Empathy – the action of understanding, being aware of, being sensitive to, and vicariously experiencing the feelings, thoughts, and experience of another of either the past or present without having the feelings, thoughts, and experience fully communicated in an objectively explicit manner;
How many times have we told a teammate or a potential client “that’s easy” or “piece of cake” when it comes to doing something like a WordPress theme or installing a web server from source? Even if you have the data to back up the assertion that it’s easy we may still come across as arrogant or “know it all” and they would probably be right.
I saw this video after I had a conversation about WordPress development where I claimed that customizing a WordPress theme should not be complicated and how I’ve done multiple customizations using different techniques to do so.
Then it made me think…. How hard was setting up a WordPress installation in 2006 when I posted the first content in my blog? I remember why I moved away from Movable Type and I realized that I take those beginner experiences for granted and dismiss them quickly because I’ve already done this a hundred times.
This is also when I hear when I hear Tal Oppenheimer and Bruce Lawson speak about the next Billion users. We take connectivity for granted and believe we will always be able to optimize our applications to get the best speed possible.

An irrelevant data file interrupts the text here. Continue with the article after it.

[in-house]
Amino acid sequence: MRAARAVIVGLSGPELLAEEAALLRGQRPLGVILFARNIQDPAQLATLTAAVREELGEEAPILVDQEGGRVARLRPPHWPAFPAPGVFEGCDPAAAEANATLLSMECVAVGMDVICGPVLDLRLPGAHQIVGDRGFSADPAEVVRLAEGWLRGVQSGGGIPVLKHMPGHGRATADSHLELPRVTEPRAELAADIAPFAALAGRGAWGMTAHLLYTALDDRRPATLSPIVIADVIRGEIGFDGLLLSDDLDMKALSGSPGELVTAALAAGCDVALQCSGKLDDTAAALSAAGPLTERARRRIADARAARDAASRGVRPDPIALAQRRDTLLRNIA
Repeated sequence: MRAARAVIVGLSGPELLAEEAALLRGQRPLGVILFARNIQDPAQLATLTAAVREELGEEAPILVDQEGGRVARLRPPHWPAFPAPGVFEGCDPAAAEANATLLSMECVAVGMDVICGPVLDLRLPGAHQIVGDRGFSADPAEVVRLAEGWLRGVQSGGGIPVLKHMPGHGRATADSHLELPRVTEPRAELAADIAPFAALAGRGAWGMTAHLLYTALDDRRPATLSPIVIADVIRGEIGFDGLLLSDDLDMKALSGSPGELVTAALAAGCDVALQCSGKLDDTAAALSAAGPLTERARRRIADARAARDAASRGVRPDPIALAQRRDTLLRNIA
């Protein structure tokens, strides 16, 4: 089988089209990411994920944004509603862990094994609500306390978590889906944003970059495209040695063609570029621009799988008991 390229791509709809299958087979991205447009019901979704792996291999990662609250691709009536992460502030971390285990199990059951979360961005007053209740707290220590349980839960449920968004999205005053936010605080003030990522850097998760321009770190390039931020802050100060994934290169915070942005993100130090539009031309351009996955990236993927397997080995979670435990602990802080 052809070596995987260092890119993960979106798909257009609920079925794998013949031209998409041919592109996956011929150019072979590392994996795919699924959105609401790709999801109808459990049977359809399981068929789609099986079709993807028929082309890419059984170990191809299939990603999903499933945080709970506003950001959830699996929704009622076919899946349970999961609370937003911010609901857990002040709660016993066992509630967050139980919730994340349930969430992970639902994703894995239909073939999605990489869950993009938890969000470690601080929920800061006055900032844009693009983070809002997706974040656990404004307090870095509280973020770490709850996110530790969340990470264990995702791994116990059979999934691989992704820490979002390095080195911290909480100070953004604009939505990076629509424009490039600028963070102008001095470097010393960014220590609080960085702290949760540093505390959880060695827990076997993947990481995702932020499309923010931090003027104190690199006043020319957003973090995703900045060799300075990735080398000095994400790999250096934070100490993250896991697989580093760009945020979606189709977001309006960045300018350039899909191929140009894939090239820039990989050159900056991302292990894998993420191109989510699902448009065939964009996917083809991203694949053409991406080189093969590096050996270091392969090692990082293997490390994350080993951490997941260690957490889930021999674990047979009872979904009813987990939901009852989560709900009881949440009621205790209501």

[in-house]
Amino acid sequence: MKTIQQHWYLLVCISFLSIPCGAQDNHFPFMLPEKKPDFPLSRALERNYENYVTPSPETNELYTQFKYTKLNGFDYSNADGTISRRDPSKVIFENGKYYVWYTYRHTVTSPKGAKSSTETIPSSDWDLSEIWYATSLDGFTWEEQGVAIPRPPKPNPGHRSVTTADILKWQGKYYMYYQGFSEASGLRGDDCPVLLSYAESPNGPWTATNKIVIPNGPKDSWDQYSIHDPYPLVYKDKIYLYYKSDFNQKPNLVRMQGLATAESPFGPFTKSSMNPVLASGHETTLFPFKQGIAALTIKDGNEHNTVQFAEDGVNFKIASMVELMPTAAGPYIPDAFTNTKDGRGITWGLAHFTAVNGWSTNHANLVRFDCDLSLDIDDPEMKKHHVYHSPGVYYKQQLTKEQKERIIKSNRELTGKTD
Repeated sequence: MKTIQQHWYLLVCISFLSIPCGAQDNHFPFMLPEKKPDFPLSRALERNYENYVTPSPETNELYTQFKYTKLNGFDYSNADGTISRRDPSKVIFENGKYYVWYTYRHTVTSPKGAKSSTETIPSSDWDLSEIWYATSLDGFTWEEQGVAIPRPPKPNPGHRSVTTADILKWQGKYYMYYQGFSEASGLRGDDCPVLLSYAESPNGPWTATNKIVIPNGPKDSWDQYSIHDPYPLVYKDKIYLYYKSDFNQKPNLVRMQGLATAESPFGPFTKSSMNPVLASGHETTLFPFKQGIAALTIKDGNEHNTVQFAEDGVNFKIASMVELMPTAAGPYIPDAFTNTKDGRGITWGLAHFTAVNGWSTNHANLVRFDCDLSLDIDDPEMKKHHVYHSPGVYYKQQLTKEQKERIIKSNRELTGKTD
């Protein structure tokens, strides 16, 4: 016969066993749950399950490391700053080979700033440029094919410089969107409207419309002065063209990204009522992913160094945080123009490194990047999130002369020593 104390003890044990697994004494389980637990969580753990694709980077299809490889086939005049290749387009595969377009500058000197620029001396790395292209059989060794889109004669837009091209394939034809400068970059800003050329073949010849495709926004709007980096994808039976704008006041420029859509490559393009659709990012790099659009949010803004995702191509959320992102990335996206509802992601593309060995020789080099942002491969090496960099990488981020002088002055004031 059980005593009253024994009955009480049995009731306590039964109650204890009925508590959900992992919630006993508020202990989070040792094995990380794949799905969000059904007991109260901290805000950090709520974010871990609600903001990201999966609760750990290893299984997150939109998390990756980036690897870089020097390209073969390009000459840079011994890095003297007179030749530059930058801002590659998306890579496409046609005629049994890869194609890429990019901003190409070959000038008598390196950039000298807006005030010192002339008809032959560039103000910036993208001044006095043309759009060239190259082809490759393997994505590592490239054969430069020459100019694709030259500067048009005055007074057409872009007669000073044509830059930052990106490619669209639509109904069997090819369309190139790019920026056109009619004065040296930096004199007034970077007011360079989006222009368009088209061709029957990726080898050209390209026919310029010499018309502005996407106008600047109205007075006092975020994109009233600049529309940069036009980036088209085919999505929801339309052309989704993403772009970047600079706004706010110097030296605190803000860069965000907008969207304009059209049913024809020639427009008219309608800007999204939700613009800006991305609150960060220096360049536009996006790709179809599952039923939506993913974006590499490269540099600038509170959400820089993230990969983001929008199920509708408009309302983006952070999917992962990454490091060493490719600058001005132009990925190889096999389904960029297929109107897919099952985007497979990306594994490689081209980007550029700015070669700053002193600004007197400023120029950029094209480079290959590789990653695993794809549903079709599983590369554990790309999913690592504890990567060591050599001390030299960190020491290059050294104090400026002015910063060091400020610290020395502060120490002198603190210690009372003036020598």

There are cultural issues: Bruce makes a point that there are some people in Thailand who use one name only; if we require a first and last name in a form (for example to pay for an item) people will either lie or not use your application. What other similar gems hide behind your application’s users?
WWW: World Wide Web, not Wealthy Westerners’ Web
— Bruce Lawson
So how do we become more empathetic as designers?
I know this will come like an arrogant asshole but please bear with me.
The first step is to remember who we are doing this for. It may be you in 6 months, your circle of developer friends in your town or developers halfway across the world. They are people and they may do things differently than we do.
I remember that when I first started teaching how to build online courses a trainer form the High Tech Center Training Unit of the California Community Colleges showed videos of users with disabilities working with online courses. It was an eye opening and humbling experience. Things I took for granted when using keyboard and mouse were a whole different experience when using the keyboard as the only navigation tool.
So we need to account for our users. We’ll look at it from different aspects:
- tools and process